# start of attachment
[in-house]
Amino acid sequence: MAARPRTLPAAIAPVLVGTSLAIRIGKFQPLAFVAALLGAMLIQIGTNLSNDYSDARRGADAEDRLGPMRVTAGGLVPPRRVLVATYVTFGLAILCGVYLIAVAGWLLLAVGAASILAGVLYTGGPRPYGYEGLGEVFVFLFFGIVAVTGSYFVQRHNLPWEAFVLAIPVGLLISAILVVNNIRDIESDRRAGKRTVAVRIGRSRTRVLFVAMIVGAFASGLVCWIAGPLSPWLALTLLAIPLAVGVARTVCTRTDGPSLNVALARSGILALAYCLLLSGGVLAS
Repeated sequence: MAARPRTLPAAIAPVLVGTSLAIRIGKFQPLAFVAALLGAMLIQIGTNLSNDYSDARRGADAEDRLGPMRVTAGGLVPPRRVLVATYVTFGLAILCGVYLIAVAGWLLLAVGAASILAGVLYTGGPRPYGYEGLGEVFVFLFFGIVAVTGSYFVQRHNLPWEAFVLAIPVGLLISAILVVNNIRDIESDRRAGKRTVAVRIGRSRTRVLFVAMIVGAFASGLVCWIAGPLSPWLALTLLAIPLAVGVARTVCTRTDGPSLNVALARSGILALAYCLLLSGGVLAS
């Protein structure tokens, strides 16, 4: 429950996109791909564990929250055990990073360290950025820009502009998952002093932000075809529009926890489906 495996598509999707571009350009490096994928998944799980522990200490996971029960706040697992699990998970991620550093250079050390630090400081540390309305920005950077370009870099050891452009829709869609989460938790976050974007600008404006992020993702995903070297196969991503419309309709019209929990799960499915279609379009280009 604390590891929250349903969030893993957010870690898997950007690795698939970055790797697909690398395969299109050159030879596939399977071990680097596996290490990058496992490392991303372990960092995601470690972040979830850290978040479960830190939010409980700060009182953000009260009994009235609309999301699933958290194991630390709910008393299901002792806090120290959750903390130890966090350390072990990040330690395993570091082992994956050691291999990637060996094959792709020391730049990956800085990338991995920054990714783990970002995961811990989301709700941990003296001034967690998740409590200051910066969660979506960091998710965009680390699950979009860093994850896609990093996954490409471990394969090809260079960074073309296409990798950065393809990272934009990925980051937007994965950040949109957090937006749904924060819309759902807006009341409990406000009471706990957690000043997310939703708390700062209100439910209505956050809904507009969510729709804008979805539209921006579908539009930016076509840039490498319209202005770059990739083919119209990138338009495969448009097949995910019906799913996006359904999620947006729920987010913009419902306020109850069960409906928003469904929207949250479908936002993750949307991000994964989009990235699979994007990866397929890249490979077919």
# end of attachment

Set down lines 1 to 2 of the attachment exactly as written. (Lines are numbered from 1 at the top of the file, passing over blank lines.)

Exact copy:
[in-house]
Amino acid sequence: MAARPRTLPAAIAPVLVGTSLAIRIGKFQPLAFVAALLGAMLIQIGTNLSNDYSDARRGADAEDRLGPMRVTAGGLVPPRRVLVATYVTFGLAILCGVYLIAVAGWLLLAVGAASILAGVLYTGGPRPYGYEGLGEVFVFLFFGIVAVTGSYFVQRHNLPWEAFVLAIPVGLLISAILVVNNIRDIESDRRAGKRTVAVRIGRSRTRVLFVAMIVGAFASGLVCWIAGPLSPWLALTLLAIPLAVGVARTVCTRTDGPSLNVALARSGILALAYCLLLSGGVLAS